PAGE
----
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Doctoral Faculty Research

At the Silver School of Social Work, doctoral students are given the opportunity to collaborate on faculty projects spanning a variety of topic areas, thereby gaining first-hand experience in conducting social work research. Below is a representative sample of the current research projects directed by NYU Silver’s esteemed faculty.

Experiences of Peer Specialists with Mental Health and Criminal Justice Histories
Research Challenge Grant
Provost Office, New York University
Duration of Study: 2014-2016
 
This pilot study investigates both the lived and work experiences of peer specialists with mental health and criminal justice histories and the meanings they derive from their work. This study interviewed graduates of Howie the Harp who had a mental health diagnosis and at least 6 months of incarceration history. Data collection started in December 2014 and ended in February 2016. At the end of data collection, 15 peer specialists participated in 45 interviews.The goals of this study are to understand how peer specialists with criminal justice histories incorporate their lived experience into their work; and to develop an understanding of how being a peer specialist may support a person in recovery and desistance from crime. Data analysis on the 45 interviews is being conducted.
 
An Exploration of Health And Mental Health of Formerly Imprisoned Adults With Serious Mental Illnesses
Co-PIs: Drs. Beth Angell and Kelli Canada
McSilver Institute of Poverty Policy and Research Pilot Grant
Duration of Study: 2016-2017
 
This study aims to examine how individuals with mental illnesses experience incarceration including interactions with correctional officers and the effects of incarceration on their physical and mental health. This study will lead to a framework for understanding these interactions and the impact of incarceration on health outcomes. This is a multi-site study across three cities and data from this study will be used to develop future projects, including developing a community reentry intervention for individuals with mental illness leaving prison and assessing and addressing training needs of correctional officers.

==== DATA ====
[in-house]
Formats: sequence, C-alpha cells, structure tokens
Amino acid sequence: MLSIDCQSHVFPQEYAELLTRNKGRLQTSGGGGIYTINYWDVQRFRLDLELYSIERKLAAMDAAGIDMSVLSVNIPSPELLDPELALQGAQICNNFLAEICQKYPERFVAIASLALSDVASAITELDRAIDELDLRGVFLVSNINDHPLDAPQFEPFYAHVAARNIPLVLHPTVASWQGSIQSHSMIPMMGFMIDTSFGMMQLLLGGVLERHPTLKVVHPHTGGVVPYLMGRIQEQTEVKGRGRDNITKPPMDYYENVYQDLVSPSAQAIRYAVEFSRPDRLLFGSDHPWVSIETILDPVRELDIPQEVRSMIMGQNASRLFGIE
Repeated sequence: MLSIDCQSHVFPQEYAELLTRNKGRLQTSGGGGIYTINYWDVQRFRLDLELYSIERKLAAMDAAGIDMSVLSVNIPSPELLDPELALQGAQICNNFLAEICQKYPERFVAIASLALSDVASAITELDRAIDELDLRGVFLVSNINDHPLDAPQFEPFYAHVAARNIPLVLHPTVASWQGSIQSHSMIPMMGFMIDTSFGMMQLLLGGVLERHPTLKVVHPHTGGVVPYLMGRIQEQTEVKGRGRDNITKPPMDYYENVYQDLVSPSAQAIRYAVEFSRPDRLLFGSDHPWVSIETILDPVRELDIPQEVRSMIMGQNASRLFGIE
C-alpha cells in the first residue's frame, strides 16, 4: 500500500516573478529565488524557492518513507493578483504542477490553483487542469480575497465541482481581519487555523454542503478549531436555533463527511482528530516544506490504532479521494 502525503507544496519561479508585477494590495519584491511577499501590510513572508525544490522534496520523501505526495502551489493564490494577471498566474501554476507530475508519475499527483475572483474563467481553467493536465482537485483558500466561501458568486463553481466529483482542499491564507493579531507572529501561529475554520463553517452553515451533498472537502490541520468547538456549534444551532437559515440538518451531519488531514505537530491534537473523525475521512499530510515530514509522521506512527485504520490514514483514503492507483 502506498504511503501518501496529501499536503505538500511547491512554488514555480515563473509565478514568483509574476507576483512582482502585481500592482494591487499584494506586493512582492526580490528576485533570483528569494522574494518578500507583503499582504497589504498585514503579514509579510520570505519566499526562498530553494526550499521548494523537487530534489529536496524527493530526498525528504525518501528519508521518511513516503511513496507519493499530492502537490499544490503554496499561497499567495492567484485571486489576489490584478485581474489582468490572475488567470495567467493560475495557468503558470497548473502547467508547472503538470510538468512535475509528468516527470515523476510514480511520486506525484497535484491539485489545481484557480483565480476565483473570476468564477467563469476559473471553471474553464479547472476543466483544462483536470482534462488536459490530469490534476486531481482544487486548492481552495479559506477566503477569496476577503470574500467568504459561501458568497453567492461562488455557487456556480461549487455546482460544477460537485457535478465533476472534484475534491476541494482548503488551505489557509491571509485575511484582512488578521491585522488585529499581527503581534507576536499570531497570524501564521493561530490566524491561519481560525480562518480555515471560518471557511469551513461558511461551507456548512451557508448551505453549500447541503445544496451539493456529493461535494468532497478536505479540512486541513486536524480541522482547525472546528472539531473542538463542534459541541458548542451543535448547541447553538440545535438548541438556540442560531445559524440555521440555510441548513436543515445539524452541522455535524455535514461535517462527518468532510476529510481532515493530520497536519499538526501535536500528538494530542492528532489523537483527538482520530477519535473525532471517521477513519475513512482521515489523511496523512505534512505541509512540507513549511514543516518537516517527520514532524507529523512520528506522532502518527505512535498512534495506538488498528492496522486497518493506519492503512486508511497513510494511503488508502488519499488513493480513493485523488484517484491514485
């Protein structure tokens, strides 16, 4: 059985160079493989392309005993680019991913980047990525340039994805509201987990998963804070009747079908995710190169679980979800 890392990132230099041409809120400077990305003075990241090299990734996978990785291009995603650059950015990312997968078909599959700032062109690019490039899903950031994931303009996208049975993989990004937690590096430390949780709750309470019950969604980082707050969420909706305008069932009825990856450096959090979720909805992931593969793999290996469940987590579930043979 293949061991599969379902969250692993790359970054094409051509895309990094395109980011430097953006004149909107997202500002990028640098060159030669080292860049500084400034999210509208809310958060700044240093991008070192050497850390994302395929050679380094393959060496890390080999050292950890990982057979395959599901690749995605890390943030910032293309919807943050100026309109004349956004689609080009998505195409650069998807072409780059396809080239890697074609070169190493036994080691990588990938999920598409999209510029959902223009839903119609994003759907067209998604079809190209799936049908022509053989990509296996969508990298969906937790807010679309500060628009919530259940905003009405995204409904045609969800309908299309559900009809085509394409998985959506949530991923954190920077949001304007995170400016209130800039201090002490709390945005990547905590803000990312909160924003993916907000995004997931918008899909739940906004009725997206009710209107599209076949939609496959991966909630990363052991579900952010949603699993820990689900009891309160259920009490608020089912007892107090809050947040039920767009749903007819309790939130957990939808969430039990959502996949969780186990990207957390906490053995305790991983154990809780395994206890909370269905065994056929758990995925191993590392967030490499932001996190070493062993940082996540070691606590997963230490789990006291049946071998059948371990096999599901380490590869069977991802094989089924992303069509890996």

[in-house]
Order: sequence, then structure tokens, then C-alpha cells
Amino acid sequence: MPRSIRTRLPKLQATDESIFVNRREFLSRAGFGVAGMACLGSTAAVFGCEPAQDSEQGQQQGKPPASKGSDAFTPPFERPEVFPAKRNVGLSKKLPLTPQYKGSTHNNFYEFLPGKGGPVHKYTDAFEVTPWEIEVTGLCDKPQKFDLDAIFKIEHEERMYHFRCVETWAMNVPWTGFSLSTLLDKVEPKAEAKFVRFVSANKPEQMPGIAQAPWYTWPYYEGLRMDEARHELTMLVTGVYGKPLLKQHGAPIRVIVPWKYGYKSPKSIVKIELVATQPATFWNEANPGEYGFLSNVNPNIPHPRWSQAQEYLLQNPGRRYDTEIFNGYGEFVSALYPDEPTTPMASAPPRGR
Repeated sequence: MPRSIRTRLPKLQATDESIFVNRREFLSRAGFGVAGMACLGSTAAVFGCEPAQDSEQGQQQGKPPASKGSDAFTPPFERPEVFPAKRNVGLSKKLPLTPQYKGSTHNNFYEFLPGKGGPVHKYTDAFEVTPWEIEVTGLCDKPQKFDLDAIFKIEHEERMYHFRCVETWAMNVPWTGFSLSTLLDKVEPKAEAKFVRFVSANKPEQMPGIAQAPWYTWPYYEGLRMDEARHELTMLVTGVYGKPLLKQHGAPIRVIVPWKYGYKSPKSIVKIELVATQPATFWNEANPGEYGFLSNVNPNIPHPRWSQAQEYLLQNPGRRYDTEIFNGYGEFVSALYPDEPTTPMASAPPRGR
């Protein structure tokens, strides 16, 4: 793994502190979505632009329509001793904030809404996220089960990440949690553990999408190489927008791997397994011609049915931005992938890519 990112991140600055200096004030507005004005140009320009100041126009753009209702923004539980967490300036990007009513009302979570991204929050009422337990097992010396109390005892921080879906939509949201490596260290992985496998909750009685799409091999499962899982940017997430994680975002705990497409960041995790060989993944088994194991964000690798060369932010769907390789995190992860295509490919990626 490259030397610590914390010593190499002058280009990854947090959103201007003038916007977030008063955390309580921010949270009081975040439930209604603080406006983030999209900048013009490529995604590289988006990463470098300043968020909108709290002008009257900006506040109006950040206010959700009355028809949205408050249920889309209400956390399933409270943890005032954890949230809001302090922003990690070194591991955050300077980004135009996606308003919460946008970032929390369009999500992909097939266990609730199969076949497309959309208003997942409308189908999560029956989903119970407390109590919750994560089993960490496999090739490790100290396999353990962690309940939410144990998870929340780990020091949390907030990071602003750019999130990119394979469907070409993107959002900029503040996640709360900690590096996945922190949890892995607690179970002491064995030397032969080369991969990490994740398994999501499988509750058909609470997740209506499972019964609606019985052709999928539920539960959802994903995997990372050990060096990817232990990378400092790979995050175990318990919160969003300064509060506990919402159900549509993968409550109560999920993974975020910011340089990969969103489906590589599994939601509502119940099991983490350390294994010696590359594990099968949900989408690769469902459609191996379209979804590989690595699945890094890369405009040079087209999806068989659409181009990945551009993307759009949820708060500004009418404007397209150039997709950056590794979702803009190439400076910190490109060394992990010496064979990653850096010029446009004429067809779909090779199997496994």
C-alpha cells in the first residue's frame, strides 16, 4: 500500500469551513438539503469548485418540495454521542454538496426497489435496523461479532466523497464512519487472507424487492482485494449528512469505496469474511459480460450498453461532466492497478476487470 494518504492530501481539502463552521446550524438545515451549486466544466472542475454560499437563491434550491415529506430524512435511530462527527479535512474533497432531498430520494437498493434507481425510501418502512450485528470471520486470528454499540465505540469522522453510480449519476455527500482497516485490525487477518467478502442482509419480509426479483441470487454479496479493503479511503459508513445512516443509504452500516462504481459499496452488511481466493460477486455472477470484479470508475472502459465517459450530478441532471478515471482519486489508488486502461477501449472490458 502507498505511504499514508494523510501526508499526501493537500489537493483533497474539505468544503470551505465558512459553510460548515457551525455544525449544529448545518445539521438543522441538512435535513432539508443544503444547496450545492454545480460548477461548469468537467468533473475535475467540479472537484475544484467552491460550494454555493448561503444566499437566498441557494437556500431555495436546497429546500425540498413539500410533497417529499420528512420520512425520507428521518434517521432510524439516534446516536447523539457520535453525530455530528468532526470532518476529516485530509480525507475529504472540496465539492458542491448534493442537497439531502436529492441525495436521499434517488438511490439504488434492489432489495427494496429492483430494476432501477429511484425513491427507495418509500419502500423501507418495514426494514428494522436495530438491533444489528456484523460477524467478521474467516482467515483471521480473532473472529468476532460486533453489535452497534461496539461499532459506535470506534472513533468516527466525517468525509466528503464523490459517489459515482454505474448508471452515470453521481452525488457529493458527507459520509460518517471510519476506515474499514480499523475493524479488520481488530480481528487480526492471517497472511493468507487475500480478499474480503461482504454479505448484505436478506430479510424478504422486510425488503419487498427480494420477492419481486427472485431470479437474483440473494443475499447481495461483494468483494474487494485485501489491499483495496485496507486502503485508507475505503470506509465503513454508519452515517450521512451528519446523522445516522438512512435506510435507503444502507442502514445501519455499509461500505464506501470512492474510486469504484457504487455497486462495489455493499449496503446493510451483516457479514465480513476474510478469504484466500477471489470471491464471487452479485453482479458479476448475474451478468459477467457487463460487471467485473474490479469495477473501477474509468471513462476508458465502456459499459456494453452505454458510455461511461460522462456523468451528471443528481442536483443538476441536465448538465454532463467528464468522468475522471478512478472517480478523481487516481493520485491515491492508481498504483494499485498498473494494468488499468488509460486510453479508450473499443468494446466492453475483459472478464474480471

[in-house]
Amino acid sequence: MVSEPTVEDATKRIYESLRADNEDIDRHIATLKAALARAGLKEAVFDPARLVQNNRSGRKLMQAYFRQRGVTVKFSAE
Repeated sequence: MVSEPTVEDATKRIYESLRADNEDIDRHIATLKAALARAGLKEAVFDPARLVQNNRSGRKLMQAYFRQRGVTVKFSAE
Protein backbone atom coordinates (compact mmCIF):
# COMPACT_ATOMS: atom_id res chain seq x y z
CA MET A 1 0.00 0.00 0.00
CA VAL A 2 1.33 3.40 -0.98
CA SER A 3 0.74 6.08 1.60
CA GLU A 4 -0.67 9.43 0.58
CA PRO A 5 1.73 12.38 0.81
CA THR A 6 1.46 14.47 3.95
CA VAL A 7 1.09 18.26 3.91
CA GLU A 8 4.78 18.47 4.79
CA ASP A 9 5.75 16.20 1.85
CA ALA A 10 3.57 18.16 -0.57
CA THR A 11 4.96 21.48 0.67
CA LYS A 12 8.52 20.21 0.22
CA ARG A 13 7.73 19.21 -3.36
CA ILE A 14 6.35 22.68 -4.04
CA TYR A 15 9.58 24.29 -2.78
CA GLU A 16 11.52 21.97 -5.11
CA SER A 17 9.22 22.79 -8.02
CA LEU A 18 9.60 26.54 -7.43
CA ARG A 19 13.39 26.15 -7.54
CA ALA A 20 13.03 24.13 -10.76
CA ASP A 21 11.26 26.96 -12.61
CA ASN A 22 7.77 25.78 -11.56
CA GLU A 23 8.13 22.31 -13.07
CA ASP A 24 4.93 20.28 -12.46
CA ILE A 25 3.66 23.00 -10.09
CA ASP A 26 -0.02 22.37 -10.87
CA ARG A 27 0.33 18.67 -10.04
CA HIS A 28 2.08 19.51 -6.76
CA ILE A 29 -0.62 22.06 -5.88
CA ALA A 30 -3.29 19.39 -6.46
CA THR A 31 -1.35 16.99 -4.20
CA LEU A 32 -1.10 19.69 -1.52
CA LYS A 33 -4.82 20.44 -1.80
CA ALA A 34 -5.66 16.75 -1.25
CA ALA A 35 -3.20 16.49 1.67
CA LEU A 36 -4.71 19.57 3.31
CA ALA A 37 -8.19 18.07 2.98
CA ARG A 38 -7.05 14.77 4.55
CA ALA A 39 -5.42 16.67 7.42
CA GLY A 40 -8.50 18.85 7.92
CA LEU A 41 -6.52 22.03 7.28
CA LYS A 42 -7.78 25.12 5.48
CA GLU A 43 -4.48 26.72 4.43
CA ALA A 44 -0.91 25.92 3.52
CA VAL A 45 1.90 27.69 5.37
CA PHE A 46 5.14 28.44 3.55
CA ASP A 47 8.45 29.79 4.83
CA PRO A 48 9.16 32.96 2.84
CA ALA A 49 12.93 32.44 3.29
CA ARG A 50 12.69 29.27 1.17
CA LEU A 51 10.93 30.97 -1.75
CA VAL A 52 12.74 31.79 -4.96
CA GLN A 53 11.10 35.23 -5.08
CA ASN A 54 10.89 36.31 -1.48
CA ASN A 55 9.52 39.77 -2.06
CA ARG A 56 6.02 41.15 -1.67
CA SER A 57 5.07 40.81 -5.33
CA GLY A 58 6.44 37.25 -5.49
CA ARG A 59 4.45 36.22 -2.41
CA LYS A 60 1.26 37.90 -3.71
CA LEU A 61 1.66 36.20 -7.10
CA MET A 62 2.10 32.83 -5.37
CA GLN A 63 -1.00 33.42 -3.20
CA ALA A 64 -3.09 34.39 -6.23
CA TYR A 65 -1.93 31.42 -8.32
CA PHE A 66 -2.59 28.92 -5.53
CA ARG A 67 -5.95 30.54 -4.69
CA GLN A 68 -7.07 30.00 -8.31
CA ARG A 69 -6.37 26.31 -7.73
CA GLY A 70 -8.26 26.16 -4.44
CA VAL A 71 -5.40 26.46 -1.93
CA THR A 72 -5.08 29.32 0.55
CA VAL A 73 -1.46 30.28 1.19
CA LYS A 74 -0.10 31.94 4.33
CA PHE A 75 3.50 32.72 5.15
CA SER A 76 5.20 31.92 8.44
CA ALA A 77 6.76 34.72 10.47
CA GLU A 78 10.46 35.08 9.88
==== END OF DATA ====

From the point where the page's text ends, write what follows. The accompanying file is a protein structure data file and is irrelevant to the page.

Fathers Raising Responsible Men: Teen Pregnancy Prevention for Adolescent Males
PI: Dr. Vincent Guilamo-Ramos
National Institute of Child Health and Development
Grant No. 1U01DP006106-01
Duration of Study: 9/2015 - 9/2020

This project will develop, evaluate, and disseminate a teen pregnancy, STI and HIV prevention program specifically designed for ethnic minority adolescent males. This intervention is designed to facilitate important paternal parenting behaviors that influence adolescent decision-making. We use a novel, theoretically-based intervention highlighting the important and influential role that fathers have on the development of adolescent males. The goal of this study is to reduce adolescent male sexual risk behavior and to further develop the scientific evidence and intervention options targeted specifically to the teen pregnancy prevention needs of ethnic minority adolescent males.

Expertise: Social welfare policy, with an emphasis on children and families; effects of maternal employment and child care on children's cognitive and social and emotional outcomes; impact of welfare reform and child care subsidies on families; parental work schedules, child care use, and child well-being; and cognitive and socio-emotional outcomes of children in immigrant families.
 

Improving Contraceptive Counseling in the United States
PI: Dr. James Jaccard
Grant No. FPRPA006057
Duration of Study: 2012-2016

The primary aims of the research are to develop a scientifically grounded evidence-based contraceptive counseling protocol, and empirically evaluate its effectiveness in affecting those behaviors as focused on women between the ages of 18 - 30.